9. Fighting games aren't my favorite, either; yet I find myself drawn to games like SSBM. I've never heard of any stereotypes between fighting games, but I can see how people would do that. I tend to play games that I think look fun rather than deep. I had gotten SSBM before SCII anyway, so I didn't stereotype against SSBM. Not that I would anyway, tho. :P I agree with Shin about some fighting games being too deep. Developers just can't seem to keep it simple fighting; if I'd wanted an RPG I'd have gotten one. Take SCII, for example. The Weapon Master mode throws in a storyline, which wouldn't usually bother me. However, there was always some five paragraphs before each fight. They were always too lengthy. I would've preferred just the introduction at the beginning of each chapter. The story explanations took away from the enjoyment of the game for me. Not to say that it is a bad game; that's not my point. I just think it should be more about the fighting than the story. Then there's Melee. I personally believe that it is one of the best multiplayer games of all time. It just doesn't get any better than four players duking it out at once. How many other games are there where you can beat someone with a paper fan? It is a great game despite the fact that it is mostly two dimensional. I think it would be hard to do a four-player brawl in 3D. Nothing quite compares to the chaos of SSBM; any other fighting game is slow in comparison. It always bugs me when people are biased based on graphical display. Sure, more moving compatibility can be fun. However, the actual content of the game is what should be judged. So what if the characters in SCII can move any direction? There are only two players at any given time, and the arenas are smaller than the ones in SSBM. At first glance, Melee may not seem very deep. Like PoisonTongue said, it becomes very deep when the players are experts. Being able to execute perfect combos then juggling someone through the air is quite a unique experience. There are so many options even based on which character you choose; not just the fact that they all have different attacks, but they're all completely unique--not just different types of slashes, jabs, kicks, etc. While DK can hold on to someone and pull a kamikaze, Peach can throw veggies at another! How cool is that? I guess my point is that games like SSBM should NOT be judged by their engines. It may be different, sure. But a fighting game is for fighting, not being able to move wherever you want. You can barely even jump in SCII! :P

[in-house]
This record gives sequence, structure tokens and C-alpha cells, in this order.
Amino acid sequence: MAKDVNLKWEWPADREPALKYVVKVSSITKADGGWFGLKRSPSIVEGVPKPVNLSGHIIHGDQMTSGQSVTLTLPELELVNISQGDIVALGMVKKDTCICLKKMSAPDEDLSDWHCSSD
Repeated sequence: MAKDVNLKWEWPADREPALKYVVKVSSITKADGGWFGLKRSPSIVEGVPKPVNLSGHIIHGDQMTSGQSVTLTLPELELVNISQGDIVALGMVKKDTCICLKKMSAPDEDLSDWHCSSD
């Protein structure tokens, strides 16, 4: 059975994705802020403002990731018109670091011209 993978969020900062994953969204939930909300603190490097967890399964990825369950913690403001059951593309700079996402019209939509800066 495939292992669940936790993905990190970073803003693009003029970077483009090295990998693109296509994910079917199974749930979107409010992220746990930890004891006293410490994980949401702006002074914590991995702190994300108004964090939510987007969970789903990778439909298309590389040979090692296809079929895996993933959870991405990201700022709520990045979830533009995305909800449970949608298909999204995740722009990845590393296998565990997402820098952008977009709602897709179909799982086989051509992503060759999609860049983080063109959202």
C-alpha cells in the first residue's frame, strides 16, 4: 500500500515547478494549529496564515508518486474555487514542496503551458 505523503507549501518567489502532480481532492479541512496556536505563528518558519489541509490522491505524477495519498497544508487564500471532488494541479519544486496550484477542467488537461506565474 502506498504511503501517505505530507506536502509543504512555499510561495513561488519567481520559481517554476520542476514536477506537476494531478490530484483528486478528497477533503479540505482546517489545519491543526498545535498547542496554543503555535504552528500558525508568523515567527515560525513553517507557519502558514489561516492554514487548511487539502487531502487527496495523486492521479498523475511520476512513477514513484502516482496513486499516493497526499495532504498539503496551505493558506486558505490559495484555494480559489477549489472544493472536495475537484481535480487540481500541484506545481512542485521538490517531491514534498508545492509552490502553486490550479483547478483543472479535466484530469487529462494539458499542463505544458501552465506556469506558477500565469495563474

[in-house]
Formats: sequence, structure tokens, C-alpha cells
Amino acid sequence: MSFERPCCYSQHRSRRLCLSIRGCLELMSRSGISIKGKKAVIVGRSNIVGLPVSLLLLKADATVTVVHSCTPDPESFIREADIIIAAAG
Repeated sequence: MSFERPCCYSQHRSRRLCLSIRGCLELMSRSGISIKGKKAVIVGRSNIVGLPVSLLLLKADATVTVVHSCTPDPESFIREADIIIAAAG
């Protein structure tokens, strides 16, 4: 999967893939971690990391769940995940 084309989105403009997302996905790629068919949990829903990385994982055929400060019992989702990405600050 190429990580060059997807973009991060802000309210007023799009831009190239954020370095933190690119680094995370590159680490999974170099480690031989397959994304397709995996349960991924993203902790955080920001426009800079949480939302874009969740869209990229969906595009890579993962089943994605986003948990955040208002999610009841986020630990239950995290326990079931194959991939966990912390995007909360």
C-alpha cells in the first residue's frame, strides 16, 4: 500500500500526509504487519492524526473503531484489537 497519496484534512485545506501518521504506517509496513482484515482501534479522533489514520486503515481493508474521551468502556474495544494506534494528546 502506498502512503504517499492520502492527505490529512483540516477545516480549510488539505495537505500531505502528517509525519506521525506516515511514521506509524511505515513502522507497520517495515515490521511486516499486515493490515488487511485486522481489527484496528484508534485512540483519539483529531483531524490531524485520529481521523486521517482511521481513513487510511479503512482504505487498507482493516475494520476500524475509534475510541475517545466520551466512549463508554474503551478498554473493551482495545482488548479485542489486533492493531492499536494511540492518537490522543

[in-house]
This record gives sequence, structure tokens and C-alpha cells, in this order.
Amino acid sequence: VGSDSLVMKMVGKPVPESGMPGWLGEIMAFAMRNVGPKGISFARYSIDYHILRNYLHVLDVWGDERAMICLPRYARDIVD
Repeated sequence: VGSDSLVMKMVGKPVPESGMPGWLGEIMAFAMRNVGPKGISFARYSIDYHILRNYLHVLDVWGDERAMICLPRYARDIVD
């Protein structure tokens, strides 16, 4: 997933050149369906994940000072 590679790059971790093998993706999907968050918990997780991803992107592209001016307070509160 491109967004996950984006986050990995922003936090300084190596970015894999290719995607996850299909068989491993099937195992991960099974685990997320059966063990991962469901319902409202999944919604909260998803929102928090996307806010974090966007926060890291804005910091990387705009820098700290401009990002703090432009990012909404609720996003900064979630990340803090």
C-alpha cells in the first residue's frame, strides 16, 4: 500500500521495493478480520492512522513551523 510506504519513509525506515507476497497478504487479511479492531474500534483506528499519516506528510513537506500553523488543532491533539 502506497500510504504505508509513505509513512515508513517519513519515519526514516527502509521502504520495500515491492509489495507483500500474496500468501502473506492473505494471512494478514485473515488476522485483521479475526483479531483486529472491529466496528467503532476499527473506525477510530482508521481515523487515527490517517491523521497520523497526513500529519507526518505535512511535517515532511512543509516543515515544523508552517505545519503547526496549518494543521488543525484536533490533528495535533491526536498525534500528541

10. Another thing that you can try is to bring a beastmaster along and make the monsters attack each other. That gives them yellow/red cards for attacking monsters, even if they are monsters. This will work until there is only one monster left, and I think you can survive with one red card for a few days. I've used that strategy several times, and it works quite well. Or, you could poisen them so that they die eventually and you only get a yellow card. If you don't have a way of poisening or don't have a beastmaster, then I think you're screwed.